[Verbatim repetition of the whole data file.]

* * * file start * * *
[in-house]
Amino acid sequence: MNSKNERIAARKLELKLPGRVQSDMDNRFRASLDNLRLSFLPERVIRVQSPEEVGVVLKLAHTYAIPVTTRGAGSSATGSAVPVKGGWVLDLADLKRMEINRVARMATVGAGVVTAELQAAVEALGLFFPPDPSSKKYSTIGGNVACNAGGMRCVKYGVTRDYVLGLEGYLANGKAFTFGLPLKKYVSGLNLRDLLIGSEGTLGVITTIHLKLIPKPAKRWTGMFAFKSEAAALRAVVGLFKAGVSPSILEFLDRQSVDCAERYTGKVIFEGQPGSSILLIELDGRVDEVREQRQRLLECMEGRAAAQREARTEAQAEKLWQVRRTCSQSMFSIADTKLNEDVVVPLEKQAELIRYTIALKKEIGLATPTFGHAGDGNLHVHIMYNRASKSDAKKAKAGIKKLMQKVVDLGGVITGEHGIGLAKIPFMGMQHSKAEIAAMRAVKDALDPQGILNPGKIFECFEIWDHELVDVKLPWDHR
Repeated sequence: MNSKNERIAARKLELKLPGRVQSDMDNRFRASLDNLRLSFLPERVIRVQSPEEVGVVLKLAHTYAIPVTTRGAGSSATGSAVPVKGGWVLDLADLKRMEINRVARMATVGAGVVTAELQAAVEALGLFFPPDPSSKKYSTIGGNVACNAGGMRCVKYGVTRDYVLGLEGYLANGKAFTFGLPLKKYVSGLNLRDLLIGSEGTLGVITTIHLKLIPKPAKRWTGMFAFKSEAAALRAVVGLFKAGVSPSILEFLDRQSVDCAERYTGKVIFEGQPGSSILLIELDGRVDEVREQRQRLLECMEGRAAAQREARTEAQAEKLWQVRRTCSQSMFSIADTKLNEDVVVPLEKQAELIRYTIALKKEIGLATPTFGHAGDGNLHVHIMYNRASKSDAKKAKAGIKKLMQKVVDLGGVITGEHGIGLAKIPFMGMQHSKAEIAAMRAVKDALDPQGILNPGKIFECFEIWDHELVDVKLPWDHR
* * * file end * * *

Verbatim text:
[in-house]
Amino acid sequence: MNSKNERIAARKLELKLPGRVQSDMDNRFRASLDNLRLSFLPERVIRVQSPEEVGVVLKLAHTYAIPVTTRGAGSSATGSAVPVKGGWVLDLADLKRMEINRVARMATVGAGVVTAELQAAVEALGLFFPPDPSSKKYSTIGGNVACNAGGMRCVKYGVTRDYVLGLEGYLANGKAFTFGLPLKKYVSGLNLRDLLIGSEGTLGVITTIHLKLIPKPAKRWTGMFAFKSEAAALRAVVGLFKAGVSPSILEFLDRQSVDCAERYTGKVIFEGQPGSSILLIELDGRVDEVREQRQRLLECMEGRAAAQREARTEAQAEKLWQVRRTCSQSMFSIADTKLNEDVVVPLEKQAELIRYTIALKKEIGLATPTFGHAGDGNLHVHIMYNRASKSDAKKAKAGIKKLMQKVVDLGGVITGEHGIGLAKIPFMGMQHSKAEIAAMRAVKDALDPQGILNPGKIFECFEIWDHELVDVKLPWDHR
Repeated sequence: MNSKNERIAARKLELKLPGRVQSDMDNRFRASLDNLRLSFLPERVIRVQSPEEVGVVLKLAHTYAIPVTTRGAGSSATGSAVPVKGGWVLDLADLKRMEINRVARMATVGAGVVTAELQAAVEALGLFFPPDPSSKKYSTIGGNVACNAGGMRCVKYGVTRDYVLGLEGYLANGKAFTFGLPLKKYVSGLNLRDLLIGSEGTLGVITTIHLKLIPKPAKRWTGMFAFKSEAAALRAVVGLFKAGVSPSILEFLDRQSVDCAERYTGKVIFEGQPGSSILLIELDGRVDEVREQRQRLLECMEGRAAAQREARTEAQAEKLWQVRRTCSQSMFSIADTKLNEDVVVPLEKQAELIRYTIALKKEIGLATPTFGHAGDGNLHVHIMYNRASKSDAKKAKAGIKKLMQKVVDLGGVITGEHGIGLAKIPFMGMQHSKAEIAAMRAVKDALDPQGILNPGKIFECFEIWDHELVDVKLPWDHR